Giovanni worked under Vieri to get experience, and revived contacts at the Curia and decided to create his own independent business. Goldthwaite states, “One of these brothers was Giovanni di Bicci, the father of Cosimo pater patrzae; and de Roover considered the transfer of his headquarters to Florence in 1397 as the foundation of the great Medici bank of the fifteenth century” (Goldthwaite 7). When he decided to separate from Vieri, The Medici bank was formed, and by 1410, the bank rose to complete power when his friend, Baldassare Cossa, was elected Pope.

The solution to Giovanni’s problem has been completed, but since the Medici bank was formed, there are many positive and negative effects that follow in the years to come. In the Common Themes Theory, there is always an effect that follows a solution, and in this example the greatest effect is that the Medici family dominated Florence from 1434 to 1492. In the theses “Medici Power and Patronage under Cosimo the Elder and Lorenzo the Magificant”, Kelly Gilbert states, “While he controlled the city indirectly, he was still the acting head of the government even if he did not hold such a title.

The wealth that was available to him through the Medici bank allowed him to expand upon his power and control in the city of Florence” (Gilbert 4). When Cosimo took over the bank, he gain power over the city by being in control of the money that was in the bank. The Medici family had a voice in government because they either paid people or had friends in government positions to get Florence to run the way they wanted. This effect could be seen as a negative effect for the population of Florence.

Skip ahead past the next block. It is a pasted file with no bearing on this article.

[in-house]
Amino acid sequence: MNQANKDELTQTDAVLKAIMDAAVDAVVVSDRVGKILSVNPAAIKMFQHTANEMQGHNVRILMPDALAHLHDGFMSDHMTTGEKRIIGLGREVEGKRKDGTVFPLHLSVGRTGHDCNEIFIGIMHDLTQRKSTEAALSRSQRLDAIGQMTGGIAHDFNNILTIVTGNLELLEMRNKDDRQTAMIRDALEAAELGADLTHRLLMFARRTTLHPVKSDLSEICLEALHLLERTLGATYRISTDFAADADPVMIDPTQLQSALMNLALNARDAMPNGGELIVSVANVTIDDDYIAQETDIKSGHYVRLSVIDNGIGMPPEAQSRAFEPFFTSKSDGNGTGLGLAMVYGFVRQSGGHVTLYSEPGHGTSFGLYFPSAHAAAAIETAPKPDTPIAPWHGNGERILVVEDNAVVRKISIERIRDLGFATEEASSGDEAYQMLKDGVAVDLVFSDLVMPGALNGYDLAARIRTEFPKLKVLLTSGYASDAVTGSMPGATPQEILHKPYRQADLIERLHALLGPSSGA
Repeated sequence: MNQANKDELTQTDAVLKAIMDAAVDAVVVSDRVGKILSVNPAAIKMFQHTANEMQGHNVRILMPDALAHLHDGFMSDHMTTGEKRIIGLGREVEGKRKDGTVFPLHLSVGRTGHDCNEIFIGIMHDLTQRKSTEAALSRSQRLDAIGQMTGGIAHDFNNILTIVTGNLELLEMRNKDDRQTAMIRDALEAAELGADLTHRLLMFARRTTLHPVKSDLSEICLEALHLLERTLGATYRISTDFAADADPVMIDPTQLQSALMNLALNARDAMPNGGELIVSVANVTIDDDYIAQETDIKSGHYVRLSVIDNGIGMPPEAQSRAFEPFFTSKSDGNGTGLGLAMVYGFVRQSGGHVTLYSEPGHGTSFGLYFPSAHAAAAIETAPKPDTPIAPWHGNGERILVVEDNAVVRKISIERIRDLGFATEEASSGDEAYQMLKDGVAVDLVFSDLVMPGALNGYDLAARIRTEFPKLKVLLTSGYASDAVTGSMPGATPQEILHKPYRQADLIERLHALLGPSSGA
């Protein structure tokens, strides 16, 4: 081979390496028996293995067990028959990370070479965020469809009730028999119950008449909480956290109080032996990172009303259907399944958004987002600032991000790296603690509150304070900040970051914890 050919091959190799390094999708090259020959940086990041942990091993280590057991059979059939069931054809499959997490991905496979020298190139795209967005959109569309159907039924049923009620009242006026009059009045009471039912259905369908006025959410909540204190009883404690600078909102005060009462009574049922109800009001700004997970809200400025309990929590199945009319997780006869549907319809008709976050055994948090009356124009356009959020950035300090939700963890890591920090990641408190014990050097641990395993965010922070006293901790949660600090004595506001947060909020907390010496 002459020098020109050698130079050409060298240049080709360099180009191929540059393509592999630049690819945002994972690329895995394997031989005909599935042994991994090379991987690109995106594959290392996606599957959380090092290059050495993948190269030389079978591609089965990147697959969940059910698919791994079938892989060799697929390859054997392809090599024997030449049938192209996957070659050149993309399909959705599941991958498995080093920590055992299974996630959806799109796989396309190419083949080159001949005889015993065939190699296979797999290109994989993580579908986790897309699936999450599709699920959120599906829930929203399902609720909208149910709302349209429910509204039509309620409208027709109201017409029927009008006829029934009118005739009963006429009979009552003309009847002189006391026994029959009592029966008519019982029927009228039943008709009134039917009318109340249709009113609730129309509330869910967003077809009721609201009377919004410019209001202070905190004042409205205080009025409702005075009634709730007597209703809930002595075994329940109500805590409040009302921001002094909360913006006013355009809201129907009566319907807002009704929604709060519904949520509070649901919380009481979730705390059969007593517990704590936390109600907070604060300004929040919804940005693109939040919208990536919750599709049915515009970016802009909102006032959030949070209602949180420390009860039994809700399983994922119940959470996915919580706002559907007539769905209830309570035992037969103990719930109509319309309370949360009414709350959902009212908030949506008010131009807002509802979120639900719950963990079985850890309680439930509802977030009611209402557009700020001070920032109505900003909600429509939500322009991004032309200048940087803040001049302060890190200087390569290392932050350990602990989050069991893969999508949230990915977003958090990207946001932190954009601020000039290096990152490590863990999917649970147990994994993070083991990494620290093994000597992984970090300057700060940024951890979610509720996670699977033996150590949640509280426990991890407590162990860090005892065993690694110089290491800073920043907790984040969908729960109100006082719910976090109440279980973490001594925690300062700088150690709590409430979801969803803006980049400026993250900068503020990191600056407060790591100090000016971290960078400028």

The population had to be careful when dealing with the Medici family because they could lose everything or “lose face” if they did the Medici family wrong. Now not all the effects were negative. The Medici family supported the arts and gave patronage to many artists that have created art that is still enjoyed today. The most famous artists that the Medici family gave patronage to were Brunelleschi, Michelangelo, Raphael, Donatello, and Leonardo da Vinci.

It was stated by Lawrence Cunningham in the book Culture & Values: A survey of the Western Humanities that Michelangelo worked on the Medici Chapel in the Florentine Church of San Lorenzo under patronage from the Medici family (Cunningham et al. 402). This shows that since the Medici family enjoyed the arts, they gave many artists opportunities to produce beautiful artwork, and since they did this, these pieces can still be observed today. The control that the Medici family had over Florence and the creation of many art pieces were effects from the Medici bank being created.

The Medici bank gives a great example of how the Common Themes Theory works in the history of humanity. In the beginning there was a problem with the economic safety of money and Giovanni wanted not to become his father. This lead to the solution of Giovanni inventing the Medici bank which the following generations of the Medici bloodline continued to work for. In the end, there were two main effects that the Medici bank created. They were that the Medici family had control of Florence and that many talented artists got their chance to make art pieces for the Medicis that are still viewed in today’s society.